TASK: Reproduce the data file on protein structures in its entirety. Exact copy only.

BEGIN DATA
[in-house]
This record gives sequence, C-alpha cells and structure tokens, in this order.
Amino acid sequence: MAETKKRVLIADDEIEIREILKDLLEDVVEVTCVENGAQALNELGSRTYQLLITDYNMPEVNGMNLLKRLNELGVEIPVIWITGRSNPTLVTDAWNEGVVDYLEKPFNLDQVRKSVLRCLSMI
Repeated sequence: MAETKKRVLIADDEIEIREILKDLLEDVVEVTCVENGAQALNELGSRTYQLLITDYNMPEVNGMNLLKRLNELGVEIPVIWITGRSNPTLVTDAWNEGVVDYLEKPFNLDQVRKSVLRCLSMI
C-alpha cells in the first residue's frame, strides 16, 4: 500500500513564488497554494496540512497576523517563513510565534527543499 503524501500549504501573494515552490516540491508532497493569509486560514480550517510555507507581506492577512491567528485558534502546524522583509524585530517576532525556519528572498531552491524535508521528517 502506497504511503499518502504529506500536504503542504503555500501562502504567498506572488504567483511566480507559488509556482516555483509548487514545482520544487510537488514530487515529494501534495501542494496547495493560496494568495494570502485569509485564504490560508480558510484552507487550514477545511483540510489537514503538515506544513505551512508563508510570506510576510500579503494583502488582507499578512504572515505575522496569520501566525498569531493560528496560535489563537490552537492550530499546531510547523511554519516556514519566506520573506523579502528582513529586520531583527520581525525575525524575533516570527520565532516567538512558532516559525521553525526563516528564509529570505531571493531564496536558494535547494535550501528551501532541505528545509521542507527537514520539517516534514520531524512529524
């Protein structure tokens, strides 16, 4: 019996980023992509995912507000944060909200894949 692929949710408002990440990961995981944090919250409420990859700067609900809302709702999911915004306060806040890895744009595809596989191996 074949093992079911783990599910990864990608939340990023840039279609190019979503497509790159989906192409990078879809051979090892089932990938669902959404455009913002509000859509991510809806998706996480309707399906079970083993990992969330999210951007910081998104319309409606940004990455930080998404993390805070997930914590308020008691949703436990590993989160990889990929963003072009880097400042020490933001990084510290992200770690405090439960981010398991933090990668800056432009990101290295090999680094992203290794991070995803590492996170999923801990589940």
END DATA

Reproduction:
[in-house]
This record gives sequence, C-alpha cells and structure tokens, in this order.
Amino acid sequence: MAETKKRVLIADDEIEIREILKDLLEDVVEVTCVENGAQALNELGSRTYQLLITDYNMPEVNGMNLLKRLNELGVEIPVIWITGRSNPTLVTDAWNEGVVDYLEKPFNLDQVRKSVLRCLSMI
Repeated sequence: MAETKKRVLIADDEIEIREILKDLLEDVVEVTCVENGAQALNELGSRTYQLLITDYNMPEVNGMNLLKRLNELGVEIPVIWITGRSNPTLVTDAWNEGVVDYLEKPFNLDQVRKSVLRCLSMI
C-alpha cells in the first residue's frame, strides 16, 4: 500500500513564488497554494496540512497576523517563513510565534527543499 503524501500549504501573494515552490516540491508532497493569509486560514480550517510555507507581506492577512491567528485558534502546524522583509524585530517576532525556519528572498531552491524535508521528517 502506497504511503499518502504529506500536504503542504503555500501562502504567498506572488504567483511566480507559488509556482516555483509548487514545482520544487510537488514530487515529494501534495501542494496547495493560496494568495494570502485569509485564504490560508480558510484552507487550514477545511483540510489537514503538515506544513505551512508563508510570506510576510500579503494583502488582507499578512504572515505575522496569520501566525498569531493560528496560535489563537490552537492550530499546531510547523511554519516556514519566506520573506523579502528582513529586520531583527520581525525575525524575533516570527520565532516567538512558532516559525521553525526563516528564509529570505531571493531564496536558494535547494535550501528551501532541505528545509521542507527537514520539517516534514520531524512529524
């Protein structure tokens, strides 16, 4: 019996980023992509995912507000944060909200894949 692929949710408002990440990961995981944090919250409420990859700067609900809302709702999911915004306060806040890895744009595809596989191996 074949093992079911783990599910990864990608939340990023840039279609190019979503497509790159989906192409990078879809051979090892089932990938669902959404455009913002509000859509991510809806998706996480309707399906079970083993990992969330999210951007910081998104319309409606940004990455930080998404993390805070997930914590308020008691949703436990590993989160990889990929963003072009880097400042020490933001990084510290992200770690405090439960981010398991933090990668800056432009990101290295090999680094992203290794991070995803590492996170999923801990589940």